After Hours

Crossing the dotted lines
How invisible lines shape our thinking

Dotted lines warp our view …

Of how a watershed naturally works

Available on Apple Podcasts and Podbean

I‘m not saying let’s do away with the lines.

All I’m saying is let’s try to find some common ground.

As seen in Fakahatchee Strand Preserve

This National Park Service placard at the trailhead to Big Cypress Bend boardwalk has always intrigued me. It’s a state trail, part of Fakahatchee Strand Preserve State Park which was established in the mid 1970s. So the placard predates the dotted lines that eventually went in, but to me – both then and today – it’s a reminder that our modern-day boundaries are not set in stone, nor should our thinking simply stop wherever they start and end.

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This Just In: “Fakahatchee Strand is getting a new visitor center at Big Cypress Bend, which will also lengthen the boardwalk.”

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Bobby Angel Campfire

Ballad of a Florida Panther
Engineer and panther forge a lasting bond

How to you make a road safe …

for the panthers (and other animals) that cross it?

Bobby Angel is a troubadour of the Nature Folk Movement (NFM)

In this Bobby Angel standard, the singer/songwriter recounts the story of a transportation engineer named Krista who was called in to help prevent panthers from getting hit by vehicles on the Tamiami Trail. It’s one of the swamp’s most scenic roads, but also one that crossing wildlife often finds itself in harms way. At some point the song veers off into fantasy with the transportation planner and panther escaping into nature and forging a relationship for life — but is it fantasy, really, or just how life should really be? To answer that question, you’ll have to watch the video and judge for yourself.

Be sure to stay on after the song to hear an interview with Bobby Angel about the song. Topics discussed include an exclusive inside scoop on the making of the smash hit, including never before revealed details on his first sighting of (what he thought initially) was a “large dog,” why they used to be more rare than seeing Ivory-billed woodpeckers, the movie magic of he videos opening scene, and how the use of silhouettes really make the video pop.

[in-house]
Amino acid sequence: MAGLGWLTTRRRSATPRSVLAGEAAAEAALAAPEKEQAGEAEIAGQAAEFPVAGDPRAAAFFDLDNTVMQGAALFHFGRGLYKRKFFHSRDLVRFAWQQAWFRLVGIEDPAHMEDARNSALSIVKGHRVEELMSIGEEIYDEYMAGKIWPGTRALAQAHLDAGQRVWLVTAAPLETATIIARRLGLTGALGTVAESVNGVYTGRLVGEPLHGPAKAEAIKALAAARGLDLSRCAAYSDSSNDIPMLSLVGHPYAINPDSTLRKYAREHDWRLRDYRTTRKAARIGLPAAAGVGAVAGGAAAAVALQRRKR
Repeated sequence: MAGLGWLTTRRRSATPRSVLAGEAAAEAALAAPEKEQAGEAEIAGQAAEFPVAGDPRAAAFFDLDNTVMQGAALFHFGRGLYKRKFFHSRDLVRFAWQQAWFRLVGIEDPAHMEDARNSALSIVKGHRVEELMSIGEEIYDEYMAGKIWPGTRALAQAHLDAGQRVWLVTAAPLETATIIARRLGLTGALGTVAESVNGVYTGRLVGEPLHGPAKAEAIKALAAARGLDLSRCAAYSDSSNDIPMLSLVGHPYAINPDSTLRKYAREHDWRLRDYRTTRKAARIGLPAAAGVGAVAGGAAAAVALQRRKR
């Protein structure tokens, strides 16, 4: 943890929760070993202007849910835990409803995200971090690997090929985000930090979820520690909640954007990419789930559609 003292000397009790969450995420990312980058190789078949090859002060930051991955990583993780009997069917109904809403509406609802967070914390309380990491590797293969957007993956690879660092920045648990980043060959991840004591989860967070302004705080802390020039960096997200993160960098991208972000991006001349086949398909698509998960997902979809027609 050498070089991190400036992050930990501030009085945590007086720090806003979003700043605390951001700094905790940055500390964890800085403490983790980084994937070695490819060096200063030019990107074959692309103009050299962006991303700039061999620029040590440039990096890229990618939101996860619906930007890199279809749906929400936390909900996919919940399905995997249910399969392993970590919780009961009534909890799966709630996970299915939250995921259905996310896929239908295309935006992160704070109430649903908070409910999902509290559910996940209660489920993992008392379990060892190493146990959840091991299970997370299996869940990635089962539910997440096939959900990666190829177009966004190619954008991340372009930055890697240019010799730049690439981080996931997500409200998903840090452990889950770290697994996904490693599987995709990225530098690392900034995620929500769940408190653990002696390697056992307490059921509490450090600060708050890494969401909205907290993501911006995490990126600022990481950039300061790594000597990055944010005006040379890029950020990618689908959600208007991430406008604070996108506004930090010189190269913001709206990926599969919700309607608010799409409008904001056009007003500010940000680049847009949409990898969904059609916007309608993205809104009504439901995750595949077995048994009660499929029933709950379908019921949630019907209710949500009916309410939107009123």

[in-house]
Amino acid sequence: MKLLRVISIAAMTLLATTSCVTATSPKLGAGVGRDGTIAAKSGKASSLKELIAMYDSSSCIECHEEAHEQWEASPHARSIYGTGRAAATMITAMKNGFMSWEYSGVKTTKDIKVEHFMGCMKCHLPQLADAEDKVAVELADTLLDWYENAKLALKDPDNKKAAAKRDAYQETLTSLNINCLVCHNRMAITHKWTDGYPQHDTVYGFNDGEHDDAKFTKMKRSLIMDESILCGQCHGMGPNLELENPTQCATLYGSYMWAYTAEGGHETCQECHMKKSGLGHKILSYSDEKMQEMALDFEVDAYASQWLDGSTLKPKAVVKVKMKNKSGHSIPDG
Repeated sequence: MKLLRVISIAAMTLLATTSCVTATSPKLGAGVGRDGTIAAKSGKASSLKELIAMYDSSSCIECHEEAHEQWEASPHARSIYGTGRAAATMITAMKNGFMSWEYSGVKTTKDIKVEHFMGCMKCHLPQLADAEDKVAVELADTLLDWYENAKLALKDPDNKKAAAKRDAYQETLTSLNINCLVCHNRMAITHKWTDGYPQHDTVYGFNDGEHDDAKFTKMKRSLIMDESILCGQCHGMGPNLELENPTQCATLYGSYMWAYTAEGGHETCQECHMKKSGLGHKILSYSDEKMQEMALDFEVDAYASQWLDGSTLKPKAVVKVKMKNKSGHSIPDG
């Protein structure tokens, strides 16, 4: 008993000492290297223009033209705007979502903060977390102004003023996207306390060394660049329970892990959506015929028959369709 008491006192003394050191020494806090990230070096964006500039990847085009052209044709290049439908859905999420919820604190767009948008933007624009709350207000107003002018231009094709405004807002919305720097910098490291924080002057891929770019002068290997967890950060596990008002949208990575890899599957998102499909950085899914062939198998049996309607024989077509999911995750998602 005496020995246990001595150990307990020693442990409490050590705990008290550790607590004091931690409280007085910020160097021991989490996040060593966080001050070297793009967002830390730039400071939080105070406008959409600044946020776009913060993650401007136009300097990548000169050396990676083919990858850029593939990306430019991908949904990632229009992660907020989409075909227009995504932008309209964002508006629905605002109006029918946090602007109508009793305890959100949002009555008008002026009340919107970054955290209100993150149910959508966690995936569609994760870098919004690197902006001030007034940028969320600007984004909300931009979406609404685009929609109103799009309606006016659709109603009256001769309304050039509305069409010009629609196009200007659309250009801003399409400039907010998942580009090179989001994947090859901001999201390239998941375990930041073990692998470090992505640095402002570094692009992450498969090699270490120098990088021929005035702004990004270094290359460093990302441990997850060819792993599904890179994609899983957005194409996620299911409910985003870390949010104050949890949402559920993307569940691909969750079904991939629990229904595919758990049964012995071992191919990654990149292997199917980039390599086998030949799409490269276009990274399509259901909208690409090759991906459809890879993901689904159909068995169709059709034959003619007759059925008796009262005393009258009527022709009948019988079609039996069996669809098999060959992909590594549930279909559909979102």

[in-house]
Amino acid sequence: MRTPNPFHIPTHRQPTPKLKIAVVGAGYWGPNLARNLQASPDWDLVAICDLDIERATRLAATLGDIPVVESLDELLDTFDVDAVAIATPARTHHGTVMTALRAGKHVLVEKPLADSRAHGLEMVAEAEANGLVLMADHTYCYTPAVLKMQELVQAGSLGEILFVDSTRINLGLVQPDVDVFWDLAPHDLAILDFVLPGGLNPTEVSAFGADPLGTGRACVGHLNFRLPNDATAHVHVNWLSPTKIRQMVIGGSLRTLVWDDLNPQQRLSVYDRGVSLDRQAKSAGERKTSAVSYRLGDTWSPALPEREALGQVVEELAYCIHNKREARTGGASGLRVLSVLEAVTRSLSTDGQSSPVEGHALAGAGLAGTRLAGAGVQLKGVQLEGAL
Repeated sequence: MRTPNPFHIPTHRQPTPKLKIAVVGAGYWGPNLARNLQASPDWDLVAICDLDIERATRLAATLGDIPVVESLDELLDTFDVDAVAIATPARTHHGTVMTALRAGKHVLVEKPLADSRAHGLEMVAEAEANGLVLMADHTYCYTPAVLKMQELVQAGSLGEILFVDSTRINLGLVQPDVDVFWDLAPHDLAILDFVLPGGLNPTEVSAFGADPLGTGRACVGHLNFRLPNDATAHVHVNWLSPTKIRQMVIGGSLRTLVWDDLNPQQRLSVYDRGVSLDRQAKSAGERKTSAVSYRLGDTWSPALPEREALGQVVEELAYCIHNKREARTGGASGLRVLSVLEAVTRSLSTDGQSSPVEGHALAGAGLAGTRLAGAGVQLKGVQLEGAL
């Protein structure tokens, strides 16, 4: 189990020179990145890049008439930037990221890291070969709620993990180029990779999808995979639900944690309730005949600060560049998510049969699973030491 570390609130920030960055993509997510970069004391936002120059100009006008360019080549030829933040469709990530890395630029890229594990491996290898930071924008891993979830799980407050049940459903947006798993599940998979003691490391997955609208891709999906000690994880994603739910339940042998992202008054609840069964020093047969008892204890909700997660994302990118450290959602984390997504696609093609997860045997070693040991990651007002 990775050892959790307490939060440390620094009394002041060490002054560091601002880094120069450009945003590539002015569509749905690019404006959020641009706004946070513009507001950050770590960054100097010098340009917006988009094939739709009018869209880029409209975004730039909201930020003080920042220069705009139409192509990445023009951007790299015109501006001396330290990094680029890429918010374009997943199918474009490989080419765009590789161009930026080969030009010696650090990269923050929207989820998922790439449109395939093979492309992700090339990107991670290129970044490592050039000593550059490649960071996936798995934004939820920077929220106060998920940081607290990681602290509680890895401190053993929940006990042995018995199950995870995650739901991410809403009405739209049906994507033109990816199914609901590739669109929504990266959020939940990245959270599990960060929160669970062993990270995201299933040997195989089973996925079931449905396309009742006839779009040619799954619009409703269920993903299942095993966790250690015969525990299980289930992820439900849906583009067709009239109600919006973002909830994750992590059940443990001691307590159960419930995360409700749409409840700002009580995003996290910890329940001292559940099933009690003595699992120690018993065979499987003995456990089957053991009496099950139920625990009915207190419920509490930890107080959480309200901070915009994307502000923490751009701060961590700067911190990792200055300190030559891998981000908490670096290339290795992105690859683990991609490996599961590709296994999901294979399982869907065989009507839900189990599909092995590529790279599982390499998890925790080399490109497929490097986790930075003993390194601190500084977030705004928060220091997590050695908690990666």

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Dino

Dinosaur interviews himself
What a wonderful guest!

What’s the secret …

To a good interview?

Firelight Radio is available on Apple Podcasts and Podbean

Some would say ample research on the topic you’re trying to discuss.  Others would say having a good set of questions.  Still others would say inviting in a good guest.  But for me, the secret to a good interview starts with the host.  It isn’t so much the questions or the answers as it is the good conversation to be had.  And really, for that to occur: Is there really a need for anyone else?  Answer: I would say yes.  The caveat is you better be comfortable having a dialog with yourself first.  And that’s why in many ways this is a breakthrough interview. 

Among the topics we cover:  My new idea for a great app, new details on the Time of Great Phonelessness (i.e. Before Phones), how phones stole our memories, the difference between prescient and clairvoyant, why a ranger kept returning to the swamp and what made him stop, the difference between a tree and a large blade of grass, why cigarettes are healthier than cell phones, how banjos went viral, and more.

Big Cypress Half
And why it's so important to the larger whole

Someone I greatly admired told me:

“We can’t spend 100 percent of our effort on half the problem and expect to solve the problem.”

Listen to the song

More specifically, he was talking about Everglades Restoration and the need to spend more time, energy (and yes money) on fixing the hydrology of the Big Cypress half. Part of the issue stems from how Big Cypress National Preserve and the larger Big Cypress half of the pond has been framed. Long perceived as an separate and isolated watershed from the Everglades to the east, there is growing recognition that the Big Cypress Swamp and the Everglades — and most of all the restoration of all the freshwater and estuarine habitats they contain and feed — are tied together at the hip. The good news: The tide seems to be turning. And just in time. With all the success being achieved in other parts of the Everglades, the Big Cypress Swamp is the new and important frontier for getting the entire ecosystem right.

As for the video: It’s an interview about a song I wrote at the retirement of a long-time ranger who worked at Everglades National Park and Big Cypress National Preserve. Both the song and the interview explore what I call the Big Cypress Paradox — the contrary state of the swamp being described as so many people’s “favorite part of the Everglades” only to have it drop to the bottom of the list when the restoration money gets earmarked.

Escaping defeat
Victory lap into the trees

In the pandemic state of modern times,

Work gatherings are difficult to find.

Song (above) and lyrics (below)

That didn’t stop Bobby Angel from penning a song even if he inadvertently missed the party. Thank you Laurie for you contributions over the years, And most of all defecting to the Big Cypress! And also to Rita for tracking me down and encouraging me to write a song. Sometimes Bobby Angel needs prodding, or as is the case in these strange times just a reminder that someone is leaving when everyone is telecommuting from home. More about this song: I wrote it almost a year ago one the eve of us thinking everything was about to back to normal. So much for normal, or whatever hybrid of normal takes shape whenever and if ever we emerge from the post Covid-19 now Omicron coccoon.